Chantix Not Linked To Heart Disease Or Depression, Says New Study

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Pfizer Inc.’s (PFE) Chantix, a smoking cessation medicine, is back making headlines – this time getting good press. Chemically known as Varenicline, the drug is marketed under the brand name Champix in Canada, Europe Australia and other countries. Approved by the FDA in 2006, Chantix in its early days was lauded for its effectiveness in helping people to quit smoking. Very soon its spotlight dimmed as the drug came to be linked with reports of serious side effects like suicide and depression. The Federal Aviation Administration in May 2008 banned pilots and air traffic controllers from using Chantix, following a medical safety group’s report warning of the drug’s side effects such as loss of consciousness and seizures. In July 2009, the FDA required Pfizer to put a Boxed Warning on the Chantix label, highlighting the risk of serious neuropsychiatric (NPS) events when using the drug. But Chantix’s safety problems didn’t end there. On June 16, 2011, the FDA updated Chantix’s label to warn consumers that the drug may be associated with a small, increased risk of certain cardiovascular adverse events in patients who have cardiovascular disease. Ever since the first lawsuit against Chantix was filed in July 2008 in federal court in Indiana by the widow of a man who committed suicide a few months after using the drug, there had been nearly 3,000 Chantix lawsuits. However, all the lawsuits related to Chantix were settled by Pfizer by June 2013. Meanwhile, Pfizer has been working towards getting the labeling language on Chantix softened, but to no avail.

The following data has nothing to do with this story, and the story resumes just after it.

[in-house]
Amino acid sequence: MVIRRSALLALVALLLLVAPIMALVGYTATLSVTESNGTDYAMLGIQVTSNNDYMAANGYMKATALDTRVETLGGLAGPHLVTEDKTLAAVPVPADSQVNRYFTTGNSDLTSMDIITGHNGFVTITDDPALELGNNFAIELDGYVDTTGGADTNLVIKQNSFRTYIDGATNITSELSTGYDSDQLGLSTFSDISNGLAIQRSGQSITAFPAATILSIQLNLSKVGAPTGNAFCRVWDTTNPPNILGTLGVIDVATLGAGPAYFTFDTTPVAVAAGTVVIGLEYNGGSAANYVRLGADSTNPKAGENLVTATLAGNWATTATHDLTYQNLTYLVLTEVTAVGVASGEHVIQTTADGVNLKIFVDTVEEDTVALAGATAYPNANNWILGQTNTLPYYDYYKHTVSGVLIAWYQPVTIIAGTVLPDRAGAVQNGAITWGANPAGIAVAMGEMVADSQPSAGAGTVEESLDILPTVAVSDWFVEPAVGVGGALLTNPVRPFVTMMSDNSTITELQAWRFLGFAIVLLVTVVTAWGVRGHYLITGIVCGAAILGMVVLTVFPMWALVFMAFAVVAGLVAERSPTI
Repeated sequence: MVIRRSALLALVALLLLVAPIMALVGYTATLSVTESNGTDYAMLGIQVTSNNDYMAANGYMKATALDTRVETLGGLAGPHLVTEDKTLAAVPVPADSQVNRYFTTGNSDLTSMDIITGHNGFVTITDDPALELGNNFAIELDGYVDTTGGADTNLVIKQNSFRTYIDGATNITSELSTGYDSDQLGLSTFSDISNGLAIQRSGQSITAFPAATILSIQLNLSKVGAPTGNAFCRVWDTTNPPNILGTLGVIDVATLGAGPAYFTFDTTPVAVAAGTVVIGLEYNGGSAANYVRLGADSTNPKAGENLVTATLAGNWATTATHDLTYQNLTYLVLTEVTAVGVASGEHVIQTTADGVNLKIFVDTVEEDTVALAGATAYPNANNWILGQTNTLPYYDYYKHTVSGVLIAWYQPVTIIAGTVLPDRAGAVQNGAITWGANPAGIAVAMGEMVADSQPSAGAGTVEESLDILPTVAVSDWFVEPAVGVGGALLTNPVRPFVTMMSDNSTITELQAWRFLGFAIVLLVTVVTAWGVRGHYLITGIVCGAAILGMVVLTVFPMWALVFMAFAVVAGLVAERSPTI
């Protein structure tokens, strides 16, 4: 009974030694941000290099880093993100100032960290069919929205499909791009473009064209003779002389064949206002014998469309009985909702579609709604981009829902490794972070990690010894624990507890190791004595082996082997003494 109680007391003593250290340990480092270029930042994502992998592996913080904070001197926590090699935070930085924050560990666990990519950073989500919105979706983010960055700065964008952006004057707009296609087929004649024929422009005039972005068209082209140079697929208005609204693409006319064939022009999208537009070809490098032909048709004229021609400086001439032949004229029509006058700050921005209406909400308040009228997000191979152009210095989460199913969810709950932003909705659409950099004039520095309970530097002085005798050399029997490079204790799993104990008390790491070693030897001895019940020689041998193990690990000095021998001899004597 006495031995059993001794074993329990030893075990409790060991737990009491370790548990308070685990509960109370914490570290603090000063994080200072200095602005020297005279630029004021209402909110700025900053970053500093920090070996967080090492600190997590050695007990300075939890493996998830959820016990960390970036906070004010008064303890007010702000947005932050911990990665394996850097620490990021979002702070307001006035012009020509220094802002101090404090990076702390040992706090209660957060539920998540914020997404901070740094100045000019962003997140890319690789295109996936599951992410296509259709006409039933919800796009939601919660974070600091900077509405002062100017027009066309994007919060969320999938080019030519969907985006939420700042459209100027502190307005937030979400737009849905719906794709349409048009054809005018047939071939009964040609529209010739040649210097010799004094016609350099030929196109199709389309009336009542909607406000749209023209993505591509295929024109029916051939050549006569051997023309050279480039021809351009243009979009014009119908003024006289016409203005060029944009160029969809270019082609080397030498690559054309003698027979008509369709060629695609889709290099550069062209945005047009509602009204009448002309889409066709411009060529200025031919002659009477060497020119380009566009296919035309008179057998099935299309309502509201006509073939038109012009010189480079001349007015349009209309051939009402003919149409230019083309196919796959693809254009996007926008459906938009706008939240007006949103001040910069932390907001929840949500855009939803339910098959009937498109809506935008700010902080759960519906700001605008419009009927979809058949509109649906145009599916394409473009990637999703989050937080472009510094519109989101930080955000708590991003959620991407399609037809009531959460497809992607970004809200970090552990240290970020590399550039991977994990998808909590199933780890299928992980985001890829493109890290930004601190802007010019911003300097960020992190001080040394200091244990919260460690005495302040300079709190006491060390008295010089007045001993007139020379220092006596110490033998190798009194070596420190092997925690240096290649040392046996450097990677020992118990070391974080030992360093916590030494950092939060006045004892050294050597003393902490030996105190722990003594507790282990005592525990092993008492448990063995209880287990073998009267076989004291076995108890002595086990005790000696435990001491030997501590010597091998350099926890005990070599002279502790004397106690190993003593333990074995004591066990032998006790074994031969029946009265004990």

Last October, an FDA panel, which reviewed Pfizer’s request proposing changes to Chantix’s labeling relating to the risk of serious neuropsychiatric adverse events, voted to maintain the Black Box warning on the drug. With very little competition and huge unmet medical need, Chantix was poised to be a blockbuster drug. But safety concerns have pulled down the drug’s prospects as can be seen by the sales figures. YearSales2007$883 Mln2008$846 Mln2009$700 Mln2010$755 Mln2011$720 Mln2012$670 Mln2013$648 Mln2014$647 Mln Now, supporters of Chantix have a good reason to smile… A study led by researchers from the Universities of Edinburgh and Dusseldorf, which assessed the cardiovascular and neuropsychiatric safety of Chantix using data from the QResearch general practice (GP) database, suggests that Chantix is not associated with an increased risk of documented cardiovascular events, depression, or self-harm when compared with nicotine replacement treatment, or NRT. As part of the research, 164,766 adult patients who received prescriptions for Chantix and other smoking cessation aids like Zyban or NRT between Jan 1, 2007, and June 30, 2012 were studied.

Pfizer, the manufacturer of Chantix and GlaxoSmithKline, the manufacturer of Zyban were not involved during any stage of this project. An analysis of the data shows that neither Chantix nor Zyban showed any evidence of increased risk of any neuropsychiatric or cardiovascular event compared with NRT. Commenting on the findings, Professor Aziz Sheikh, Co-Director of the University of Edinburgh’s Centre for Medical Informatics, said “On the basis of our extensive analysis, we believe it is highly unlikely that Varenicline has any significant adverse effects on cardiac or mental health. Regulators such as the FDA should review its safety warning in relation to Varenicline as this may be unnecessarily limiting access to this effective smoking cessation aid.” The study is published in The Lancet Respiratory Medicine. Pfizer is conducting a large clinical safety trial evaluating the neuropsychiatric safety of Chantix versus placebo, NRT and Zyban in patients with and without prior history of psychiatric conditions. Results from this study are expected in late 2015.

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